However, the Bill of Rights actually does mean something in this debate now and handguns are protected. If the arm that is present in 40%-70% of street crime is protected, then surely long arms, that are present in a lot less crime, are protected.

-Gene

hoffmang
07-24-2012, 10:05 PM
But PS: I've always thought that the felon bar on all arms isn't responsive to something you're getting at. Barring felons for life from handguns makes a lot of public policy sense - especially if they were allowed to own/possess long arms. That was Alaska's public policy until Federal law complicated it.

-Gene

Dreaded Claymore
07-25-2012, 4:05 PM
Well, the argument I am making is not really a legal argument. I am more asking what would be "reasonable" pro and con arguments for regulating different classes of firearms, and I guess I am putting forth a hypothetical argument in favor of regulating handguns more and long guns less (at least in CA).

When people are talking about firearms and public policy, and you hear the word "reasonable," run away. In this context, "reasonable" is actually a code word for its opposite: emotionable.

Nick Justice
07-25-2012, 4:14 PM
And another one succumbs to the deadly fumes of gun control. :(

Texas Boy
07-25-2012, 4:21 PM
I agree with Gene 100% - you can't ignore the Bill of Rights and recent SCOUTS rulings in this debate.

But setting that aside, the OP does have a point - it is ironic that there is more discussion about controlling "assault weapons" than handguns, when long guns in general, and "assault weapons" in particular are only used in a tiny fraction of all crimes, and by their nature are much harder to use in crime. I think this just points out how emotional and irrational the gun grabbers are. They want to "do something" even if it is stupid and destroys personal liberties.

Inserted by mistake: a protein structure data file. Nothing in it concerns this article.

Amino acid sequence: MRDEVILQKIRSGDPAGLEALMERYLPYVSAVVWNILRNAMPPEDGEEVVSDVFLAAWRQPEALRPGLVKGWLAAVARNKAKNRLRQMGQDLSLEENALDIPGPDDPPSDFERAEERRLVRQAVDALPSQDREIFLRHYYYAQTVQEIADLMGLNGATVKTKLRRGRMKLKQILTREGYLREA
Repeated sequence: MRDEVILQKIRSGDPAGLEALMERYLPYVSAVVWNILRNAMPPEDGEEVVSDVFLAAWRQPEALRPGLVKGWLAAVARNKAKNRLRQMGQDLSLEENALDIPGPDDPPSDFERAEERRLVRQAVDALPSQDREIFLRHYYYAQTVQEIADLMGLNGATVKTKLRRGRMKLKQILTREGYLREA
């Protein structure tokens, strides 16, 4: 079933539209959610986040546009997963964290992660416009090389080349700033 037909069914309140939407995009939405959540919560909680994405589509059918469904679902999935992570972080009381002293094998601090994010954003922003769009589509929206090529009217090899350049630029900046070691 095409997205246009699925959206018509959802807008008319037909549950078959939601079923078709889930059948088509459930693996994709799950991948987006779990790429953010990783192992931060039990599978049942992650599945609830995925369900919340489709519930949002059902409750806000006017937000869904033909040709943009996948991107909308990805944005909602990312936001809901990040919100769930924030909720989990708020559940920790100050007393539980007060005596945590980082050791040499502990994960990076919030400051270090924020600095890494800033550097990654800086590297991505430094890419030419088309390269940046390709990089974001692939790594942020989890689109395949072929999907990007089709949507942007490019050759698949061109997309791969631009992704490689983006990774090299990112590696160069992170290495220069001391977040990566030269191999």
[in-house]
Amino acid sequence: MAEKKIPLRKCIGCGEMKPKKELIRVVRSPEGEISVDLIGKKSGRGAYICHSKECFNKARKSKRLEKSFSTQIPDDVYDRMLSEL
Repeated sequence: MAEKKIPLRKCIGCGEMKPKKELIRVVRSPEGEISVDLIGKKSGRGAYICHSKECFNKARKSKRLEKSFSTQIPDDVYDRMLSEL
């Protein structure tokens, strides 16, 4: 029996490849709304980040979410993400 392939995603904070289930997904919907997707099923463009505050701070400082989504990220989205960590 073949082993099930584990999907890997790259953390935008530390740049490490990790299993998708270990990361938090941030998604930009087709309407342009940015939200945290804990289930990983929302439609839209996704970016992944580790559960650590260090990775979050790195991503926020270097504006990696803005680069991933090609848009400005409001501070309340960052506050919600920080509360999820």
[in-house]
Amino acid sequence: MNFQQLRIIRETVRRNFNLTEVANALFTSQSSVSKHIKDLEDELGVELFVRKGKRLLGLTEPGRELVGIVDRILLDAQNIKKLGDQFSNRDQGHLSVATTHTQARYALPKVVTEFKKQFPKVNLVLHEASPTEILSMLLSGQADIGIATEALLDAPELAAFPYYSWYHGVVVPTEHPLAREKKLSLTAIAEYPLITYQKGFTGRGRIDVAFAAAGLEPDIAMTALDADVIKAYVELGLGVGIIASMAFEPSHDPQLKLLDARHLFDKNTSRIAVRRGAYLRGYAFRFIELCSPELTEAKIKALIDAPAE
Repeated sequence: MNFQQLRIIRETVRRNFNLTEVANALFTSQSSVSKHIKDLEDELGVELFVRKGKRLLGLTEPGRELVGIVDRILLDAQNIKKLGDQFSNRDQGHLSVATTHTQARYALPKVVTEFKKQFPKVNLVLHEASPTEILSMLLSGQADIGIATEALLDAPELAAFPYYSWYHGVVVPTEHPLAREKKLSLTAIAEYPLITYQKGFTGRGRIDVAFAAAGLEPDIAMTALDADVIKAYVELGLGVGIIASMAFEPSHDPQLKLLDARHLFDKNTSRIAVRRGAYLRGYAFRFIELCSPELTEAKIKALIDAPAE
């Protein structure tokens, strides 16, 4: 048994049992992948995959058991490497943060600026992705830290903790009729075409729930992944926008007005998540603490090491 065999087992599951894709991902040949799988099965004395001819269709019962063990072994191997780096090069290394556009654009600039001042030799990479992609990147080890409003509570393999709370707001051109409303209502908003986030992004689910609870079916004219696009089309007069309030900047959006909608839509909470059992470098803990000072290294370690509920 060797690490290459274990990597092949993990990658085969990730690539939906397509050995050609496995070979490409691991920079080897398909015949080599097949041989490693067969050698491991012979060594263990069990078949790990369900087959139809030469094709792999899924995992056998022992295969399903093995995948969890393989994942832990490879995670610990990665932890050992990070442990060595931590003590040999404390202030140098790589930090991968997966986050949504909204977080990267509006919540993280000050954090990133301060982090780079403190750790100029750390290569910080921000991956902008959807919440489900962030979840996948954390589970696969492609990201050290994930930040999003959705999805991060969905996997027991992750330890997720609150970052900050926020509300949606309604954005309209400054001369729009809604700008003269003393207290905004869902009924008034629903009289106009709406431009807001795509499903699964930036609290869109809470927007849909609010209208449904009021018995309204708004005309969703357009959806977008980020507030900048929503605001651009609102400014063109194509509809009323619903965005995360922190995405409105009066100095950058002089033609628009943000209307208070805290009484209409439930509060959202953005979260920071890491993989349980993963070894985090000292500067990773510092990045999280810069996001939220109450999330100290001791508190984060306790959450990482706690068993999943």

mag360
07-25-2012, 4:31 PM
I finally had to end the discussion with some gun haters with "thankfully due to heller i wont have to be defenseless because you find guns scary"

Connor P Price
07-25-2012, 4:41 PM
OP, you're right that handguns are used overwhelmingly more in crime than other types of arms. What you don't acknowledge is that they are also used incredibly frequently in self defense by law abiding citizens both in their homes and out. So looking strictly at the public policy side and ignoring the constitutional problems with your idea it still doesn't seem like a good plan.

Criminals will continue to commit crimes and wont care at all about further handgun regulation. Law abiding citizens would be presented with further obstructions keeping them from being able to successfully defend themselves from attackers with the most useful tool to do so, a handgun.

Where is the public policy benefit? Unless I'm missing something this idea is all bad.

MindBuilder
07-25-2012, 5:11 PM
Why should there be licensing and certification? is there any evidence that those things have any significant impact on gun crime or mis-shootings? Do we have a plague of defenders missing their targets and hitting bystanders? I'm sure it has happened but I'm not sure if I've ever even heard of a specific incident of it. Criminals hit bystanders often enough, but that is because they don't care. A license isn't going to make them care. If a license holder wants to comit a murder do we want to be sure he is a good shot? If a license holder doesn't care if he can shoot well then it is his problem and his choice unless it is shown that missing is causing a problem for the rest of us. I don't think that has been shown at all. If the person is prohibited from getting a gun then licensing and certification won't help nearly as often as it will deter people from aquiring the tools to defend themselves. There are many states where people can buy guns from private parties without even an instant background check, and many of those states have some of the lowest crime rates. So what's the benefit of the regulation? It is not needed. The murderers will ignore it anyway.